The level of unemployment at the beginning of the decade 2001-2011 does appear to assume some significance in a positive way. This is possibly because many of the more remote regions would have experienced jobs growth relating to the resources boom over the decade, with many such regions traditionally having somewhat higher than normal unemployment.
It is interesting that the modelling for the decade 2001-2011 did not reveal population size per se to be a statistically significant factor enhancing endogenous regional employment performance, while population growth over the decade did significantly affect positive performance.
Thus, positive performance was not necessarily the prerogative of large regional labour markets, and nor were small size FERs necessarily poor performers.
Similarly, and perhaps also surprisingly, regional income levels at the start of the decade were shown to, in fact, have a negative effect on endogenous regional employment performance.
But the most surprising result from the modelling was that factors relating to levels of regional human capital were not significant in explaining positive endogenous regional employment performance. Indeed, the modelling showed that change in the incidence of people with bachelor qualifications and change in the incidence of people with technical qualifications, in fact, had a negative influence on regional endogenous performance (at least for the decade 2001-2011). These results are counterintuitive to much of the research on regional development which postulates that improved levels of human capital will improve economic performance. This finding poses questions about outcomes of public policy to encourage engagement in tertiary education, including; the increasing investment that has been occurring in post-school education and training, the massive rise that has occurred in the number of students attending tertiary education institutions and, as a result, the very large increase that has been occurring in the number of tertiary-educated young people of workforce age.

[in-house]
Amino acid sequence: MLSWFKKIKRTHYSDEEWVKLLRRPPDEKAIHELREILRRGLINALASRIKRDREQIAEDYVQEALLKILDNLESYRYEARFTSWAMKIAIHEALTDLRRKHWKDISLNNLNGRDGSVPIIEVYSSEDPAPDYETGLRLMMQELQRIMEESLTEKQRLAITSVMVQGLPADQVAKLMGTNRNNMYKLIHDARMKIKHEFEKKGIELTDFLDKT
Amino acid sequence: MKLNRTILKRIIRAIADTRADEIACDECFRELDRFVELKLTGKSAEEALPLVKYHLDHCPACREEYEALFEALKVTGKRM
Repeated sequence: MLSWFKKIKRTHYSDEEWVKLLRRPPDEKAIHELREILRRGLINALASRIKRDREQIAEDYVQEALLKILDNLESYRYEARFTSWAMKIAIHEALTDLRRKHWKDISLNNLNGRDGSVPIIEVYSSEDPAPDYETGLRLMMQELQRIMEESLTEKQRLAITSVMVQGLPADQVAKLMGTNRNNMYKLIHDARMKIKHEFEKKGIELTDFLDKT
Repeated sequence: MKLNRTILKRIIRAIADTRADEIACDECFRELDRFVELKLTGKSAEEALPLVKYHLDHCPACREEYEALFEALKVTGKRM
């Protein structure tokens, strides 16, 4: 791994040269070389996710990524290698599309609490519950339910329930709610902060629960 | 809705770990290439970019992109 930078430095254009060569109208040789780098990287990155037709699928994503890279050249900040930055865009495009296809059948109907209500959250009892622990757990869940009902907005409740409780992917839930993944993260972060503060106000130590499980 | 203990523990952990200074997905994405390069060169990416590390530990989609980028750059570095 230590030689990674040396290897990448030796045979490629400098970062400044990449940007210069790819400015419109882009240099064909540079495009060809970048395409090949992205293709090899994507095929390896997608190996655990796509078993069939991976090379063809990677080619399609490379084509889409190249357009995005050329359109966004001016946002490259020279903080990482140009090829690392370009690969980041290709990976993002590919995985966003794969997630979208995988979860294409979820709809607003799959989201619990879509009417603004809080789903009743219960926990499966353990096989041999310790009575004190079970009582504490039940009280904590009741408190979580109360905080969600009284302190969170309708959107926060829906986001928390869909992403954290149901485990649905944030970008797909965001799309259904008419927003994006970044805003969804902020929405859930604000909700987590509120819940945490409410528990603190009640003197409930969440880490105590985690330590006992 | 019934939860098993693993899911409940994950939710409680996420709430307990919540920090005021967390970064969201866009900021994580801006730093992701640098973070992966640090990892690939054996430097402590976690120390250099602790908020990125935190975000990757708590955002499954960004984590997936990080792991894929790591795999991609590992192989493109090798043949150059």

In contrast, the supposed positive effect of increasing social capital--as measured, albeit inadequately, by the incidence of volunteering--does appear to be a factor that is a significant positive factor for enhancing endogenous regional employment performance. Enhancing social capital has been receiving some attention by governments.
Perhaps the most important lesson to take from the modelling for the decade 2001-2011 is that policy interventions to enhance endogenous regional employment performance might be those that relate to the structural characteristics of a region and enhanced diversification of employment, along with enhancing social capital. Interventions to enhance human capital might be worthwhile goals in themselves, but do not appear to be having a positive impact on endogenous regional employment performance.
This paper continues the research thrust initiated a decade or so ago to investigate endogenous regional employment performance across Australia's regions. That work has operationalised a model framework along the lines proposed by Stimson and his collaborators, and as set out in detail in Stimson, and Stough [with Salazar] (2009) and Stimson et al. (2009b).
The study reported here has focused on:
(a) analysing the patterns of endogenous regional employment performance for the decade 2001-2011; and